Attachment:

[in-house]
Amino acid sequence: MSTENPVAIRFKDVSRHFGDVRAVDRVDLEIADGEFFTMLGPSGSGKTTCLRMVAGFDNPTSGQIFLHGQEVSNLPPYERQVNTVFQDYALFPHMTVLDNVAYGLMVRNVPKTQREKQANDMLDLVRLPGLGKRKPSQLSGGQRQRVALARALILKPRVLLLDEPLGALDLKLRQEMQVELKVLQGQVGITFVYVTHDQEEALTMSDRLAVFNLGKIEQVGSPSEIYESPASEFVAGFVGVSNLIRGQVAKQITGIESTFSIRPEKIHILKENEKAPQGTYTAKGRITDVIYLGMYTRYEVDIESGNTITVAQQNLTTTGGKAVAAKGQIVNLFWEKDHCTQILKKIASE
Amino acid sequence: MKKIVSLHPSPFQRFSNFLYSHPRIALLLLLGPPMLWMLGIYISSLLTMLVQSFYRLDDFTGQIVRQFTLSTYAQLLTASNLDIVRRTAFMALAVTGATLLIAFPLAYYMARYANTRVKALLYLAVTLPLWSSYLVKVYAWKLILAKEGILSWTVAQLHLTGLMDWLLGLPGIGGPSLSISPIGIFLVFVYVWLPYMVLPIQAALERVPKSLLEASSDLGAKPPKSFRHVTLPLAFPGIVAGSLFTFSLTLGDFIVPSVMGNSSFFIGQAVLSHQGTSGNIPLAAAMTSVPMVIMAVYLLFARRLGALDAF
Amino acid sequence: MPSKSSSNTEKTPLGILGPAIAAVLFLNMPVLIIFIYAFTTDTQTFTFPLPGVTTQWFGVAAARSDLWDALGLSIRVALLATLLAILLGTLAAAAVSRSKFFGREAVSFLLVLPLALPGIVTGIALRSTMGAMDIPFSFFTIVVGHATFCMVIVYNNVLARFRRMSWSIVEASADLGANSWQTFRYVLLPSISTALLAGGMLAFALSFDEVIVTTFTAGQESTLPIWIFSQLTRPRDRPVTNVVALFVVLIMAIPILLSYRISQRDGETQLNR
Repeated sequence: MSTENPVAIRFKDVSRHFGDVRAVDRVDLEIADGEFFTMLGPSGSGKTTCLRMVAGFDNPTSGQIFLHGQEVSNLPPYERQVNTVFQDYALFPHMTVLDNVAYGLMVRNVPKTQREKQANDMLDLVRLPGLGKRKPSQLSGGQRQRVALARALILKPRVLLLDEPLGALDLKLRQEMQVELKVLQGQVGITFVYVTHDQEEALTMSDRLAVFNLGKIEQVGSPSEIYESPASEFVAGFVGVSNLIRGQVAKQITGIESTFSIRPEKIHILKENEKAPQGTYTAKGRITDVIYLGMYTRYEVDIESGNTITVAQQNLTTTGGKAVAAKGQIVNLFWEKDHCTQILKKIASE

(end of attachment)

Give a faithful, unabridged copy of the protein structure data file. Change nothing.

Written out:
[in-house]
Amino acid sequence: MSTENPVAIRFKDVSRHFGDVRAVDRVDLEIADGEFFTMLGPSGSGKTTCLRMVAGFDNPTSGQIFLHGQEVSNLPPYERQVNTVFQDYALFPHMTVLDNVAYGLMVRNVPKTQREKQANDMLDLVRLPGLGKRKPSQLSGGQRQRVALARALILKPRVLLLDEPLGALDLKLRQEMQVELKVLQGQVGITFVYVTHDQEEALTMSDRLAVFNLGKIEQVGSPSEIYESPASEFVAGFVGVSNLIRGQVAKQITGIESTFSIRPEKIHILKENEKAPQGTYTAKGRITDVIYLGMYTRYEVDIESGNTITVAQQNLTTTGGKAVAAKGQIVNLFWEKDHCTQILKKIASE
Amino acid sequence: MKKIVSLHPSPFQRFSNFLYSHPRIALLLLLGPPMLWMLGIYISSLLTMLVQSFYRLDDFTGQIVRQFTLSTYAQLLTASNLDIVRRTAFMALAVTGATLLIAFPLAYYMARYANTRVKALLYLAVTLPLWSSYLVKVYAWKLILAKEGILSWTVAQLHLTGLMDWLLGLPGIGGPSLSISPIGIFLVFVYVWLPYMVLPIQAALERVPKSLLEASSDLGAKPPKSFRHVTLPLAFPGIVAGSLFTFSLTLGDFIVPSVMGNSSFFIGQAVLSHQGTSGNIPLAAAMTSVPMVIMAVYLLFARRLGALDAF
Amino acid sequence: MPSKSSSNTEKTPLGILGPAIAAVLFLNMPVLIIFIYAFTTDTQTFTFPLPGVTTQWFGVAAARSDLWDALGLSIRVALLATLLAILLGTLAAAAVSRSKFFGREAVSFLLVLPLALPGIVTGIALRSTMGAMDIPFSFFTIVVGHATFCMVIVYNNVLARFRRMSWSIVEASADLGANSWQTFRYVLLPSISTALLAGGMLAFALSFDEVIVTTFTAGQESTLPIWIFSQLTRPRDRPVTNVVALFVVLIMAIPILLSYRISQRDGETQLNR
Repeated sequence: MSTENPVAIRFKDVSRHFGDVRAVDRVDLEIADGEFFTMLGPSGSGKTTCLRMVAGFDNPTSGQIFLHGQEVSNLPPYERQVNTVFQDYALFPHMTVLDNVAYGLMVRNVPKTQREKQANDMLDLVRLPGLGKRKPSQLSGGQRQRVALARALILKPRVLLLDEPLGALDLKLRQEMQVELKVLQGQVGITFVYVTHDQEEALTMSDRLAVFNLGKIEQVGSPSEIYESPASEFVAGFVGVSNLIRGQVAKQITGIESTFSIRPEKIHILKENEKAPQGTYTAKGRITDVIYLGMYTRYEVDIESGNTITVAQQNLTTTGGKAVAAKGQIVNLFWEKDHCTQILKKIASE